Frakit Vatee-Satokit's fight against U.S. tobacco companies is that of a conscientious physician striving mightily to protect the health of people in his country. He was in Washington last month as part of a 12-member delegation from Thailand for a series of negotiations with officials of the U.S. Trade Representative. But the issue isn't only trade, he argued in several days of meetings, it's also health.
"You should be helping us, not hurting us," says Vatee-Satokit, chairman of the department of medicine at Ramathibodi Hospital in Bangkok. As a lung specialist, trained at Bellevue Hospital in New York City, he is concerned about the nonsmoking citizens of Thailand who may be harmed by U.S.-made tobacco products.
American companies recently won rights to sell cigarettes in Thailand, after pressures by the U.S. Trade Representative. Now that the market is open, companies such as R.J. Reynolds, Philip Morris and Brown & Williamson are planning to exploit it through advertising. One immediate obstacle is the Thai government's ban on cigarette advertising, both for domestic and imported brands.
The issue of Thailand and cigarettes has international visibility because it marks the first time that health groups have joined with foreign organizations to block expansion into their markets by American tobacco makers. Small anti-smoking groups in three other countries -- Japan, South Korea and Taiwan -- were no match for the well-heeled, sophisticated tobacco firms in the 1980s. U.S.-style advertising and promotion, previously prohibited, was permitted. As a result, local health officials say, dramatic and lethal rises in cigarette consumption occurred in each country among women and minors -- two groups that rarely smoked before because of cultural reasons.
As U.S. cigarette companies move into Thailand, such groups as the American Heart Association, the American Lung Association and the American Cancer Society are joining forces with the Thai Anti-Smoking Campaign Project. Thailand has no surgeon general to require health warnings on cigarette packages, no organized heart or lung associations and has only minimal public funds for health-education programs that could focus on the dangers of smoking.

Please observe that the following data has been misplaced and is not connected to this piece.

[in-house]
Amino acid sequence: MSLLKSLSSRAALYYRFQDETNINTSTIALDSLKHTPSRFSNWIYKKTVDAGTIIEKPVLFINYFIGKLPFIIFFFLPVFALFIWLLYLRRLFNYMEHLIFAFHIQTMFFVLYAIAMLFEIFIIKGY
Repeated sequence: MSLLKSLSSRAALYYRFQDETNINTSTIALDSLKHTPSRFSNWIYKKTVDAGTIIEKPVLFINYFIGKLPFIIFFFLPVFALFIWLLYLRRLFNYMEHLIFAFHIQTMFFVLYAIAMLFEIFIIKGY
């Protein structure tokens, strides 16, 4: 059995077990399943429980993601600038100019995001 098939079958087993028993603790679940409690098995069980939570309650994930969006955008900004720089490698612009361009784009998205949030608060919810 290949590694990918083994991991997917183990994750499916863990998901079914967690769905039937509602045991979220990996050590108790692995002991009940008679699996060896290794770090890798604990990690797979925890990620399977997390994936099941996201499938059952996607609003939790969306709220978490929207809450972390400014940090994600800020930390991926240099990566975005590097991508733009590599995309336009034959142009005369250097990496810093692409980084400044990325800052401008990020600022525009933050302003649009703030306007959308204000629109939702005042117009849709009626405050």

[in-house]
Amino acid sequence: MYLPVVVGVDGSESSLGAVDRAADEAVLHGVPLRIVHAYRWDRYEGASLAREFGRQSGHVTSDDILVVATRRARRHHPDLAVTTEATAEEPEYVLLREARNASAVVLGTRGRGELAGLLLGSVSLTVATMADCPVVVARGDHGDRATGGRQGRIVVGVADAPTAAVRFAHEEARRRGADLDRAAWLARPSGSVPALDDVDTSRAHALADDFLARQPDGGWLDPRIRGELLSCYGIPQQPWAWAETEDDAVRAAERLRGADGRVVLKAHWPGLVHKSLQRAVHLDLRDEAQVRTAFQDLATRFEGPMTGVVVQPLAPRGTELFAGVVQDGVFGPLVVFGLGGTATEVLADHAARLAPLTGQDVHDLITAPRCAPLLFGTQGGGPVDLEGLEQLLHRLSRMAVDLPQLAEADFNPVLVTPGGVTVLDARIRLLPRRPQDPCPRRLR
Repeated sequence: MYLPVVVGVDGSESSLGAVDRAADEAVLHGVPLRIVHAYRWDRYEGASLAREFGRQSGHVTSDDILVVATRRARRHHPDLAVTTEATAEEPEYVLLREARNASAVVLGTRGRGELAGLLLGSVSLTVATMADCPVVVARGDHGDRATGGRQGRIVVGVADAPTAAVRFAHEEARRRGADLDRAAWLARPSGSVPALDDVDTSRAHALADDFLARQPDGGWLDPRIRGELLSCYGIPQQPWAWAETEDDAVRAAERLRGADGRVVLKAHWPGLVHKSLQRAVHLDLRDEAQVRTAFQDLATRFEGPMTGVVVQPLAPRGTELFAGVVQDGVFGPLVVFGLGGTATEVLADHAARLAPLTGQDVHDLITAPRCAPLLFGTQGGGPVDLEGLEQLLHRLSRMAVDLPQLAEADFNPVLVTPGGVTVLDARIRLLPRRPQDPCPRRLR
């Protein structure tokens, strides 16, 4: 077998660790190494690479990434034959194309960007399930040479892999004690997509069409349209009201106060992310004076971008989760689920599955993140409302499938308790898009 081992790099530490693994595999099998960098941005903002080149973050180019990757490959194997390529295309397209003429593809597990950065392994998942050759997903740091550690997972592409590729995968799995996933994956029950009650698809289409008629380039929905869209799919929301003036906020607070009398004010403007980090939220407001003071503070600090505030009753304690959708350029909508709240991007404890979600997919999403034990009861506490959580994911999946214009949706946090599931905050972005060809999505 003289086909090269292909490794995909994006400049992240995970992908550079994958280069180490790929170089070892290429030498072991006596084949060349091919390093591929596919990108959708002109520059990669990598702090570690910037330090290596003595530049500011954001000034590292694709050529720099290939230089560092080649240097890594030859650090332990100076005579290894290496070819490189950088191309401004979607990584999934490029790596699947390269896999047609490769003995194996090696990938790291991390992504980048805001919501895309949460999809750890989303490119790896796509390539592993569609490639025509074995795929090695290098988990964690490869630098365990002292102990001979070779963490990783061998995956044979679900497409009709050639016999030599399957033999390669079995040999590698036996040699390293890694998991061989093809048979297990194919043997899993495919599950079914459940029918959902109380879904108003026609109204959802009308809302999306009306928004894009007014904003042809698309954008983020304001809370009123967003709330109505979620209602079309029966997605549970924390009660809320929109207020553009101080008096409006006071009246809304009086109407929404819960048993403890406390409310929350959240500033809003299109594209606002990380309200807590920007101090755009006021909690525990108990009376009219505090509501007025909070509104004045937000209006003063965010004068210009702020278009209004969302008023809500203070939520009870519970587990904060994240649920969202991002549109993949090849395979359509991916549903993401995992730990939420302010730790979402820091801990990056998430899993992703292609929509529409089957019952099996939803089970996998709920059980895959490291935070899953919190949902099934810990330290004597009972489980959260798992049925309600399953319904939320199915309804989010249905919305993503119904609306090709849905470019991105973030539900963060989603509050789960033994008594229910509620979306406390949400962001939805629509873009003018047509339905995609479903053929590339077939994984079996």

The country's public health physicians and nurses are overwhelmed with caring for an impoverished population where a good salary for construction workers is $3.50 a day. Nearly one out of three Thais who becomes sick lacks the money for medical care. Lung cancer is already the leading form of cancer among Thai males, two thirds of whom smoke. And now health officials worry that more Thai women and children will take up the habit.
With help from U.S. anti-smoking groups, Thailand promises to be the country where tobacco products will be met with the same sort of resistance they experienced in the U.S. throughout the '80s, when public health campaigns about the risks of nicotine use achieved a reduction in the number of smokers. An estimated 1.3 million Americans a year successfully quit smoking.
In a recent article in the Journal of the American Medical Association, Vatee-Satokit wrote: "In Thailand, there is much prestige attached to products from the glamorous West, especially among younger, style-conscious Thais. Many who would not otherwise think of smoking will do so because the cigarettes are made in the hills of North Carolina, not on Rama Four Road . . . If we are pressured into changing our advertising, we will endure torrents of Madison Avenue promotions and inducements to enlist new smokers."
If the U.S. Trade Representative, at the behest of American tobacco interests, continues to press for elimination of the current ad bans, how credible will be the Bush administration's war against drugs? While it is vocal about stopping the river of cocaine flowing in from the Colombian cartel, it is willing to support export of the lethal nicotine drug to developing countries. Last year, sales abroad were a record $3.4 billion. Is the message going to be: "Your drugs are bad for us, but our drugs are good for you?"